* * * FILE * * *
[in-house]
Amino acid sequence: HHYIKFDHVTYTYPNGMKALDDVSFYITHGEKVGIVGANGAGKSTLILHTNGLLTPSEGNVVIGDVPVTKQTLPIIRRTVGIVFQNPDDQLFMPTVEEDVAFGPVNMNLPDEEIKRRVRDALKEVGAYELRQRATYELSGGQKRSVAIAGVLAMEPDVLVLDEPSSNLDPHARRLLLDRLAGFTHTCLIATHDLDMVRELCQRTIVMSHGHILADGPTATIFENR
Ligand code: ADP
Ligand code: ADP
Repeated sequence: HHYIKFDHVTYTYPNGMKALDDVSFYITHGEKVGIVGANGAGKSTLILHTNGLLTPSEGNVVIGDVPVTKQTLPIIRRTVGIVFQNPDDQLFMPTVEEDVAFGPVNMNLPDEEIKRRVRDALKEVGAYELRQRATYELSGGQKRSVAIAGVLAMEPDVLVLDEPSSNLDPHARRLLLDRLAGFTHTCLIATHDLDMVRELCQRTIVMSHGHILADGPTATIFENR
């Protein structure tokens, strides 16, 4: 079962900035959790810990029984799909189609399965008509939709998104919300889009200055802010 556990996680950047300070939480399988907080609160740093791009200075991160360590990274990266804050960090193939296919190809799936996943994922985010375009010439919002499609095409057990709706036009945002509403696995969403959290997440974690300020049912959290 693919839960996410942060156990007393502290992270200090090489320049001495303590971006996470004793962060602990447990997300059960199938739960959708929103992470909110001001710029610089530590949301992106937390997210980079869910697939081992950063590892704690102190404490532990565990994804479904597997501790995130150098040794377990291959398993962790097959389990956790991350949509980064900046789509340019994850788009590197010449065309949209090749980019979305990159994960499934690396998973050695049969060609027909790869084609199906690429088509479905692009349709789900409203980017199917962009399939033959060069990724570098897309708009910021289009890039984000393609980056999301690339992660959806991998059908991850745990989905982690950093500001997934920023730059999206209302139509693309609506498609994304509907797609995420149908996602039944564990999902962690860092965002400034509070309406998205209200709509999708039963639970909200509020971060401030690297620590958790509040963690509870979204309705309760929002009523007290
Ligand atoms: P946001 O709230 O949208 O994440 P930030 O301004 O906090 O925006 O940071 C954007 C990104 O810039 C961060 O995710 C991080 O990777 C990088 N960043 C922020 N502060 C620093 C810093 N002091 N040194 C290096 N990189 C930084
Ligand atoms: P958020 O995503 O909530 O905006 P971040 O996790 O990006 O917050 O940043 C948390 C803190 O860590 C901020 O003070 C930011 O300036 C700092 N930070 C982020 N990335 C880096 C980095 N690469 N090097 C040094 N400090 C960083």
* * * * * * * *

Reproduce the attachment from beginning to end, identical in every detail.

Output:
[in-house]
Amino acid sequence: HHYIKFDHVTYTYPNGMKALDDVSFYITHGEKVGIVGANGAGKSTLILHTNGLLTPSEGNVVIGDVPVTKQTLPIIRRTVGIVFQNPDDQLFMPTVEEDVAFGPVNMNLPDEEIKRRVRDALKEVGAYELRQRATYELSGGQKRSVAIAGVLAMEPDVLVLDEPSSNLDPHARRLLLDRLAGFTHTCLIATHDLDMVRELCQRTIVMSHGHILADGPTATIFENR
Ligand code: ADP
Ligand code: ADP
Repeated sequence: HHYIKFDHVTYTYPNGMKALDDVSFYITHGEKVGIVGANGAGKSTLILHTNGLLTPSEGNVVIGDVPVTKQTLPIIRRTVGIVFQNPDDQLFMPTVEEDVAFGPVNMNLPDEEIKRRVRDALKEVGAYELRQRATYELSGGQKRSVAIAGVLAMEPDVLVLDEPSSNLDPHARRLLLDRLAGFTHTCLIATHDLDMVRELCQRTIVMSHGHILADGPTATIFENR
């Protein structure tokens, strides 16, 4: 079962900035959790810990029984799909189609399965008509939709998104919300889009200055802010 556990996680950047300070939480399988907080609160740093791009200075991160360590990274990266804050960090193939296919190809799936996943994922985010375009010439919002499609095409057990709706036009945002509403696995969403959290997440974690300020049912959290 693919839960996410942060156990007393502290992270200090090489320049001495303590971006996470004793962060602990447990997300059960199938739960959708929103992470909110001001710029610089530590949301992106937390997210980079869910697939081992950063590892704690102190404490532990565990994804479904597997501790995130150098040794377990291959398993962790097959389990956790991350949509980064900046789509340019994850788009590197010449065309949209090749980019979305990159994960499934690396998973050695049969060609027909790869084609199906690429088509479905692009349709789900409203980017199917962009399939033959060069990724570098897309708009910021289009890039984000393609980056999301690339992660959806991998059908991850745990989905982690950093500001997934920023730059999206209302139509693309609506498609994304509907797609995420149908996602039944564990999902962690860092965002400034509070309406998205209200709509999708039963639970909200509020971060401030690297620590958790509040963690509870979204309705309760929002009523007290
Ligand atoms: P946001 O709230 O949208 O994440 P930030 O301004 O906090 O925006 O940071 C954007 C990104 O810039 C961060 O995710 C991080 O990777 C990088 N960043 C922020 N502060 C620093 C810093 N002091 N040194 C290096 N990189 C930084
Ligand atoms: P958020 O995503 O909530 O905006 P971040 O996790 O990006 O917050 O940043 C948390 C803190 O860590 C901020 O003070 C930011 O300036 C700092 N930070 C982020 N990335 C880096 C980095 N690469 N090097 C040094 N400090 C960083």